Why Visa Trades at a Relatively Higher Valuation



Higher price-to-earnings ratio

Visa (V) trades at a PE (price-to-earnings) ratio of ~35, which is relatively higher than that of American Express (AXP), MasterCard (MA), and Discover Financial (DFS). Visa’s PE is also higher than that for the Technology Select Sector SPDR Fund (XLK). The below graph compares Visa’s PE ratio with that of AXP, MA, DFS, and XLK.

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Higher valuation

Visa has historically traded at a higher valuation compared to MA, AXP, or DFS. Its consistently higher PE indicates that investors anticipate higher earnings growth for it in the future. A consistently high PE might also reflect investors’ positive opinion about the quality of the company’s earnings and management’s performance.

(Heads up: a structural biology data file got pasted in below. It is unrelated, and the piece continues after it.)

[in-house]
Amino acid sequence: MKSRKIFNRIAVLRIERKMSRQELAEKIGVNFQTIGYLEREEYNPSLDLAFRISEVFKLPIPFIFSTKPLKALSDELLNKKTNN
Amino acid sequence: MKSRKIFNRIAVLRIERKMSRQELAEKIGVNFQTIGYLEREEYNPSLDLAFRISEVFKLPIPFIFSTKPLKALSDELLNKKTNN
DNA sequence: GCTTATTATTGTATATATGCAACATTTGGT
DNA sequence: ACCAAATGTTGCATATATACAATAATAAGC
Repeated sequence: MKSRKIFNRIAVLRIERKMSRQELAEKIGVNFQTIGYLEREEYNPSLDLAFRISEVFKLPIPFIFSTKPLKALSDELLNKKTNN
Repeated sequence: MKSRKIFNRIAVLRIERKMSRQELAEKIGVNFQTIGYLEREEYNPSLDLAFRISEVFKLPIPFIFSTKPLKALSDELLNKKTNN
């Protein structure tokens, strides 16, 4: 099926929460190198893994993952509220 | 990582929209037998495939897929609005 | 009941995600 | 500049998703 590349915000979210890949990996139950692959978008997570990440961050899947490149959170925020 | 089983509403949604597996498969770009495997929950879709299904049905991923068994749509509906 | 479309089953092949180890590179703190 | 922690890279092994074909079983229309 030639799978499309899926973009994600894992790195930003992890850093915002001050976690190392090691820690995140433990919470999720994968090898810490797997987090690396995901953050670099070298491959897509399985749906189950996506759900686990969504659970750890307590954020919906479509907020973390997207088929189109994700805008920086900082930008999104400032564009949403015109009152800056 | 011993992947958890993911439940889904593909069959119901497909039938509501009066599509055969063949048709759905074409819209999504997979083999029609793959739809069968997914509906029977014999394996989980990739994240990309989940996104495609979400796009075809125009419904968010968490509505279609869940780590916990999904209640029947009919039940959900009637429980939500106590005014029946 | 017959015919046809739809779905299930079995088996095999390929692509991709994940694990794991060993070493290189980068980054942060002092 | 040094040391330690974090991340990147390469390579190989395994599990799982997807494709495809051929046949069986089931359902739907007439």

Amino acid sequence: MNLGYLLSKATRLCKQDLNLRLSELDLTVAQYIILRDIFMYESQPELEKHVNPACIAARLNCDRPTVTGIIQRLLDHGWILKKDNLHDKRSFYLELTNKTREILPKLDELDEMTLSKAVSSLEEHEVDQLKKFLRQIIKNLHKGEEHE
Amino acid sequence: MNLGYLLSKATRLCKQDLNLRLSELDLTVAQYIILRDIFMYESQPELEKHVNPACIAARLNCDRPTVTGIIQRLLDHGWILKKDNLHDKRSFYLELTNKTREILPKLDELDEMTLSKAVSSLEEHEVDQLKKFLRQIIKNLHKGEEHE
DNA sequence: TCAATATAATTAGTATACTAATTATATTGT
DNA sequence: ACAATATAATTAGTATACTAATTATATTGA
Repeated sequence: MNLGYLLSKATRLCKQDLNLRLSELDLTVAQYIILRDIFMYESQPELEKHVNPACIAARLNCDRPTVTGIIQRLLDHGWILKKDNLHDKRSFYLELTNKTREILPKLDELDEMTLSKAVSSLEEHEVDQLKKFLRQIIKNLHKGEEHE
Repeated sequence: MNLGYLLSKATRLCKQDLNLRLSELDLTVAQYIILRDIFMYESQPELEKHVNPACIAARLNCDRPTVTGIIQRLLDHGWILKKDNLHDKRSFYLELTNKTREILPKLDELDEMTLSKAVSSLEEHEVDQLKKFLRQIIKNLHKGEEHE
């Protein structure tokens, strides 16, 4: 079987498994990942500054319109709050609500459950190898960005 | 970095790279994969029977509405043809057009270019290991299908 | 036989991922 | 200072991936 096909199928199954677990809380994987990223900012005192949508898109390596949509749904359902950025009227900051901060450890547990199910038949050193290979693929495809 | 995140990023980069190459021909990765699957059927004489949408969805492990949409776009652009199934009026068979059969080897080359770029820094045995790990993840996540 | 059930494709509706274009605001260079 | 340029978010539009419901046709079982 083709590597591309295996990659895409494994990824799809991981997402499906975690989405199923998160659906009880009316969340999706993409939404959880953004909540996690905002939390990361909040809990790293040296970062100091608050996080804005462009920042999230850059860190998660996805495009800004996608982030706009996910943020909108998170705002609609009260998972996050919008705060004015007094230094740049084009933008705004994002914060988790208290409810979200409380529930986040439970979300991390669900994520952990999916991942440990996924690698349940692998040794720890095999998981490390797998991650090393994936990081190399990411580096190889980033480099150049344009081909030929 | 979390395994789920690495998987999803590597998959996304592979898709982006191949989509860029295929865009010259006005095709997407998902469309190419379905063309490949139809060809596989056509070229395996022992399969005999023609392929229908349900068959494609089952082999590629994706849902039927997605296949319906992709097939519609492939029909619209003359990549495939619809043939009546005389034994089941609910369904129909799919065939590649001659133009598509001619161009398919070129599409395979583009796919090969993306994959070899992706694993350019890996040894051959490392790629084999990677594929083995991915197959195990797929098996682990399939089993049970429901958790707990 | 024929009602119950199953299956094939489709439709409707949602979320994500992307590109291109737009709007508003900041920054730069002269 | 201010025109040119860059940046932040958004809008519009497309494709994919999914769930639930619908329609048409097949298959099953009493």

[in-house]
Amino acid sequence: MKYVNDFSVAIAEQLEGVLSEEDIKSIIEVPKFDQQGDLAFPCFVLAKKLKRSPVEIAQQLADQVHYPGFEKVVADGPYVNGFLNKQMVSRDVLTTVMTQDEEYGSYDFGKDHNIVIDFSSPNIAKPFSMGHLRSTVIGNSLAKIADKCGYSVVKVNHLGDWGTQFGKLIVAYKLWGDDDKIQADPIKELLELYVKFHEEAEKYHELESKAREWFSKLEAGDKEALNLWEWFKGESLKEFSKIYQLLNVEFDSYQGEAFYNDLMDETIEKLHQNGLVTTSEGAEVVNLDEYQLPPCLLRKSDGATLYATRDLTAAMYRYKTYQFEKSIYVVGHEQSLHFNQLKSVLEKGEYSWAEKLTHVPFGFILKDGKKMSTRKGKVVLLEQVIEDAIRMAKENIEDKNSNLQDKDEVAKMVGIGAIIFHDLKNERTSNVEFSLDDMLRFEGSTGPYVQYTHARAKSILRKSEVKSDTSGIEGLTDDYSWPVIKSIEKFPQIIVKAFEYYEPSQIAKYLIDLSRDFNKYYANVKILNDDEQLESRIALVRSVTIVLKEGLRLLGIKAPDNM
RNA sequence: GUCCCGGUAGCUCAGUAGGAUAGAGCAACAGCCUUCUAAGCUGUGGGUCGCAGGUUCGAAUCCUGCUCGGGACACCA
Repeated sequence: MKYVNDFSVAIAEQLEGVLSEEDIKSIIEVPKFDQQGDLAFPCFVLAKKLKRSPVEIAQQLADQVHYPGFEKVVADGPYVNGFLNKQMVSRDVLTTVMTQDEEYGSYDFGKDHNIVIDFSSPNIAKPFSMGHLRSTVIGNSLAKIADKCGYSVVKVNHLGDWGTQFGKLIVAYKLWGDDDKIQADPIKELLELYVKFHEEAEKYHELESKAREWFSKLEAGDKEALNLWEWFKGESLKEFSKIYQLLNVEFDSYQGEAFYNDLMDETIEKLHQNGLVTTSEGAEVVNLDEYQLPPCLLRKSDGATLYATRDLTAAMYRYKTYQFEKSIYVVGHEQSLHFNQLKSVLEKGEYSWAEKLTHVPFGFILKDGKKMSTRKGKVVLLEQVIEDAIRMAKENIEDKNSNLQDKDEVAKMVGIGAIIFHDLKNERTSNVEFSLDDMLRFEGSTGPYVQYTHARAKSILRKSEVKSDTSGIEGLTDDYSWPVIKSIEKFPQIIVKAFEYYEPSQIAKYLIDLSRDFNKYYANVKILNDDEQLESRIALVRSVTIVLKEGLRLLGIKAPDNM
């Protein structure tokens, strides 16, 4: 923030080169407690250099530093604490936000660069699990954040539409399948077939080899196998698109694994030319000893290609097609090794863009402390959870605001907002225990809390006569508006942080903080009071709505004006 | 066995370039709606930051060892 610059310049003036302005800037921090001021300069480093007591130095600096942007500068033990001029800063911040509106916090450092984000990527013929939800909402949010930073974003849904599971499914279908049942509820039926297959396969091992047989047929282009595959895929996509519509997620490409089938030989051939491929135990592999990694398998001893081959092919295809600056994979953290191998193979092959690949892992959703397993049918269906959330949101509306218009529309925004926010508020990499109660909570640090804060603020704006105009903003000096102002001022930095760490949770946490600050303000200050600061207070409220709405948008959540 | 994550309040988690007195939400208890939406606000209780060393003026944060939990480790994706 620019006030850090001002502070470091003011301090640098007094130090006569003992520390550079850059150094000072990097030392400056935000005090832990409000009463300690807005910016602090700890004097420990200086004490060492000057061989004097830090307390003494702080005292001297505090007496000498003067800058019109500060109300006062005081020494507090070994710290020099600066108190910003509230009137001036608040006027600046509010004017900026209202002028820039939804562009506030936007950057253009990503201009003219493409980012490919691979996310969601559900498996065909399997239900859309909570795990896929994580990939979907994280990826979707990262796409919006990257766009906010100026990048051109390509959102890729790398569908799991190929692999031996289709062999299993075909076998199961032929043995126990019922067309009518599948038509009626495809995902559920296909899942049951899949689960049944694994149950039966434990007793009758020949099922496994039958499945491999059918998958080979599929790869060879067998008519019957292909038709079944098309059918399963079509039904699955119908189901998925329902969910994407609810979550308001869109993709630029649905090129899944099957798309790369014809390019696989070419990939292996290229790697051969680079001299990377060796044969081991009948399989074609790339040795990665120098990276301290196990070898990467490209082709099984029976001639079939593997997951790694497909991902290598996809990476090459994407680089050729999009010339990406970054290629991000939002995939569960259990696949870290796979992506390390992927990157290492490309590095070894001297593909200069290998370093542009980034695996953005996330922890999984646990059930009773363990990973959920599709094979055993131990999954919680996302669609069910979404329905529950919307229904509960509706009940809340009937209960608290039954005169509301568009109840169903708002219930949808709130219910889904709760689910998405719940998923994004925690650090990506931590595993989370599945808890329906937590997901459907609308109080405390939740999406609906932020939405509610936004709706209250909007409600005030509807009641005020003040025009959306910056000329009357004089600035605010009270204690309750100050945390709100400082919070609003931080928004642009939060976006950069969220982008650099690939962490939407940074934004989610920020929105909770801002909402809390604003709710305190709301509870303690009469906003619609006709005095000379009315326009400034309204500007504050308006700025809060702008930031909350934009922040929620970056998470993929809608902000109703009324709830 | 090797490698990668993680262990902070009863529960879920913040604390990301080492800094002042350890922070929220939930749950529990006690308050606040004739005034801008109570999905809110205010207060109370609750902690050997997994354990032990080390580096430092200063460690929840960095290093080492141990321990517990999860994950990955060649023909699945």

Visa offers higher total returns

The cumulative total returns on Visa’s (V) common stock were higher than that for the S&P 500 Index and S&P 500 Data Processing Index over the last five-year period.

The above graph compares the cumulative total return on Visa’s common stock with the S&P 500 Index and the S&P 500 Data Processing Index from September 30, 2009, through September 30, 2014.

Opportunities abound

Visa competes against all forms of payments in the marketplace. This includes payments by cash and checks. Thus the company has massive potential to expand, especially in emerging markets where card penetration is still very low.

New companies are entering into the payments sector in the emerging markets, such as RuPay in India. However, Visa’s value proposition of convenience, interoperability, accessibility, and security offers it a key competitive advantage. Its global brand, wide range of payment products, and proven track record of processing transactions gives it a distinct edge over new players.

Visa’s position in the Chinese market could be more challenging, as UnionPay remains the sole processor of domestic transactions.


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